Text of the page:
Monday, November 19, 2012

Million-Dollar Surgical Robots: Worth the Cost?

The other day, a friend of mine had emergency surgery for a strangulated hernia.  While I have not pressed him for details (he’s still recovering), it’s possible that the surgeons used robotic surgery aids during the operation.  Believe it or not, there are ethical questions one can ask about such devices, and because they involve highly engineered robotic systems, I think it’s appropriate to discuss the question of whether these gizmos are worth the money they cost in a blog about engineering ethics.

Before we go any farther, I should make clear that we are not talking about replacing surgeons with robots.  (The surgeons wouldn’t stand for it, for one thing.)  A live human surgeon is always in control.  In the case of robotic laparoscopic surgery, for example, three small incisions are made to allow the insertion of a camera and operating tools.  The surgeon sits at a control console a few feet away from the patient, watches the camera field of view on a display console, and manipulates the tools remotely.  Obviously, such surgery requires special training, but many surgeons say they can do a better job with robotic aids once they have mastered the techniques involved.  An endoscopic camera can give a better view than you could get by standing above the patient and looking through an old-fashioned open-wound type of incision, which is much larger than the laparoscopic type used in most robotic operations.  It’s also easier to do finely-calibrated motions with the robotic instruments, because one’s hand motions get scaled down to allow better control of the tools.  A new million-dollar robotic surgery system recently described in the New York Times reduces the number of laparoscopic incisions from three to one.  Patients undergoing operations with this kind of robot for gallbladder removal (the only type for which this particular unit is approved by the U. S. Food and Drug Administration, or FDA) can go home with only one small incision, which can be near the navel and practically invisible.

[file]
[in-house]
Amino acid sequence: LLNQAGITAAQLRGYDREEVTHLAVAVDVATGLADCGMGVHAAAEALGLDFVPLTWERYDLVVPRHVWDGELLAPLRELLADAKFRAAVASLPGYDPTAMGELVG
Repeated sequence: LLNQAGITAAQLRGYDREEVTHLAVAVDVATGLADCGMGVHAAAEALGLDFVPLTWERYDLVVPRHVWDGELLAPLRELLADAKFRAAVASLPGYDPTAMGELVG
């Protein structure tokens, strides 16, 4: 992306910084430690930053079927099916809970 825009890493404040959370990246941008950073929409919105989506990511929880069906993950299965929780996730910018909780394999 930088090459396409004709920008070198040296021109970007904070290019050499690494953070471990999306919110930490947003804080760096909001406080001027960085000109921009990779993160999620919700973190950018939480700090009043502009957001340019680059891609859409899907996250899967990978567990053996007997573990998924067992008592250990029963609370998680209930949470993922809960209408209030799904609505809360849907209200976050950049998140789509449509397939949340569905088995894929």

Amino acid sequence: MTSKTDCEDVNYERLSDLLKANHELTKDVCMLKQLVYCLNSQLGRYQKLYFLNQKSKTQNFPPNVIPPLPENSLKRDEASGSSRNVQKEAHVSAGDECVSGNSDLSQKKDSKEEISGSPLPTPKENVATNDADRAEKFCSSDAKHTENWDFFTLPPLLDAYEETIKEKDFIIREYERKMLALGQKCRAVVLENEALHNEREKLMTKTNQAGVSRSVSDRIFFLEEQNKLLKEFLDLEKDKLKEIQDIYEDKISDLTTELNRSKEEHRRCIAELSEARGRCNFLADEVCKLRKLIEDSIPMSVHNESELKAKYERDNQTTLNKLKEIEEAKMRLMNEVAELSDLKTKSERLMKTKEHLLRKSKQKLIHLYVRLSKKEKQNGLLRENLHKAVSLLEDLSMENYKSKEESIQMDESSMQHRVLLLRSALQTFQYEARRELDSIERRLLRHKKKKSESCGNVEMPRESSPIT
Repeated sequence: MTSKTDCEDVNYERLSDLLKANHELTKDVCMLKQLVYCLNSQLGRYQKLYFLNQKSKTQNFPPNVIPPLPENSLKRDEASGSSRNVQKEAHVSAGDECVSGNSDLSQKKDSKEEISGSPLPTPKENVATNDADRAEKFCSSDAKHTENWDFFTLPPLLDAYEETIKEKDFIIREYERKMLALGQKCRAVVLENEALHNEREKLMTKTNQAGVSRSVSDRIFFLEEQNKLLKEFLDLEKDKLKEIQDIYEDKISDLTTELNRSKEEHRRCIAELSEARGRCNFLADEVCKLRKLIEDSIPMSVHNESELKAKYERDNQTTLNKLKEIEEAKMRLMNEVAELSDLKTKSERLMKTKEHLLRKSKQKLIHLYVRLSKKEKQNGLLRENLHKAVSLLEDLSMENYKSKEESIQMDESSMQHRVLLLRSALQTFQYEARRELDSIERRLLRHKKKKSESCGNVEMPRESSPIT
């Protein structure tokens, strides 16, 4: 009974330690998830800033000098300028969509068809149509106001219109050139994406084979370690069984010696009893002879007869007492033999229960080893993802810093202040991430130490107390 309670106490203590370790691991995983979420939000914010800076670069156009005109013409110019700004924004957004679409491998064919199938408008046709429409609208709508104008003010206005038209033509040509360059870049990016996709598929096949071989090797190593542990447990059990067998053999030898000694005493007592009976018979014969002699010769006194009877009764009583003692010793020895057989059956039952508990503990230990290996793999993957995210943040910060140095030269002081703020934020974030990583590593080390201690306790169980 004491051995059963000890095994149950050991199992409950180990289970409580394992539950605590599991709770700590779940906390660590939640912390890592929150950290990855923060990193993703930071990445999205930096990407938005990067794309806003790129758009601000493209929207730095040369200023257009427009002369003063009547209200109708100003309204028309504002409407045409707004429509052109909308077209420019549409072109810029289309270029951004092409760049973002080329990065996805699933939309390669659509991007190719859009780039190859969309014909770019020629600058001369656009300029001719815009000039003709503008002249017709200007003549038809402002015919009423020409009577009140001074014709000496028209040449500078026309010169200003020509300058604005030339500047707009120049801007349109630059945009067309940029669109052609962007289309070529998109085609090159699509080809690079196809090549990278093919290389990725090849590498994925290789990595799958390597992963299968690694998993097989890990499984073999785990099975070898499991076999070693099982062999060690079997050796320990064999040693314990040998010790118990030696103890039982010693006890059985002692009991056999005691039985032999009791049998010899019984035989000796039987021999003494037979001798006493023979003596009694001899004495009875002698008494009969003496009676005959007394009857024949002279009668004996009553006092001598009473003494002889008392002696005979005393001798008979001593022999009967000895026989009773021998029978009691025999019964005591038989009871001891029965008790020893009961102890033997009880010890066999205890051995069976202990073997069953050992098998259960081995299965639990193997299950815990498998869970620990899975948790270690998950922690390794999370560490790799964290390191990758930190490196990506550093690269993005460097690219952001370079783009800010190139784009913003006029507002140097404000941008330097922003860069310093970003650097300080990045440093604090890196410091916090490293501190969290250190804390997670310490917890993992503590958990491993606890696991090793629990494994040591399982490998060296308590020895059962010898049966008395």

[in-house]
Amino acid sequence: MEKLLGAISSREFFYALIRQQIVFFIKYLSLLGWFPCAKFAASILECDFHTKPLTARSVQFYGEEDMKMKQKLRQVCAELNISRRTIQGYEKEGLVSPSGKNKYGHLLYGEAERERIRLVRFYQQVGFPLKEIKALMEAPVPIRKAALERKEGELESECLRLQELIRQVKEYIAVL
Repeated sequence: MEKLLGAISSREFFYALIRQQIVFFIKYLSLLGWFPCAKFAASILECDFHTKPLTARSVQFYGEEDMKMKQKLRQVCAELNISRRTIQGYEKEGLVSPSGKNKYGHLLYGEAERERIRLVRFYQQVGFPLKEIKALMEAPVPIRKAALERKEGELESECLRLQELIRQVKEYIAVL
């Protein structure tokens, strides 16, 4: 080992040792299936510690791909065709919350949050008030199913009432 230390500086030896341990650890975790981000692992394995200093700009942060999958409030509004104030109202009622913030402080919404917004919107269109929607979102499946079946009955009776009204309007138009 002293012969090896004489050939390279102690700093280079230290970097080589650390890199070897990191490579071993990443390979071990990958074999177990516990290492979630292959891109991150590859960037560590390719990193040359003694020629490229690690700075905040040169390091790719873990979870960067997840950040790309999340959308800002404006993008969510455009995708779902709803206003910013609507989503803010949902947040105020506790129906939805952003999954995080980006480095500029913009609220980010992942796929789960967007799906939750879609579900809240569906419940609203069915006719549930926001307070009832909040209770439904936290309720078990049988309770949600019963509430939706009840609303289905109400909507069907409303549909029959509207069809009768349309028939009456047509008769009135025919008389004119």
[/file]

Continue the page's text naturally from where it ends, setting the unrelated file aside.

It appears that most surgeons are generally in favor of robotic surgery—what about the patients?  Other things being equal, fewer, smaller incisions would be better.  But what about the cost?  Here is where things get complicated.

According to the Times article, one use of the million-dollar robot can add up to $60,000 to a surgical bill, depending on what auxiliary equipment a hospital already has.  Under the present fee-for-service model, if insurance companies approve, the patient can have the surgery and may not even notice the extra charge on the bill.  But if people had to pay directly out of pocket for their operations, I wonder how many folks would shell out an extra $60,000 to wind up with only one abdominal scar instead of three?  Maybe a few bathing-suit supermodels could justify the expense, but what about the rest of us?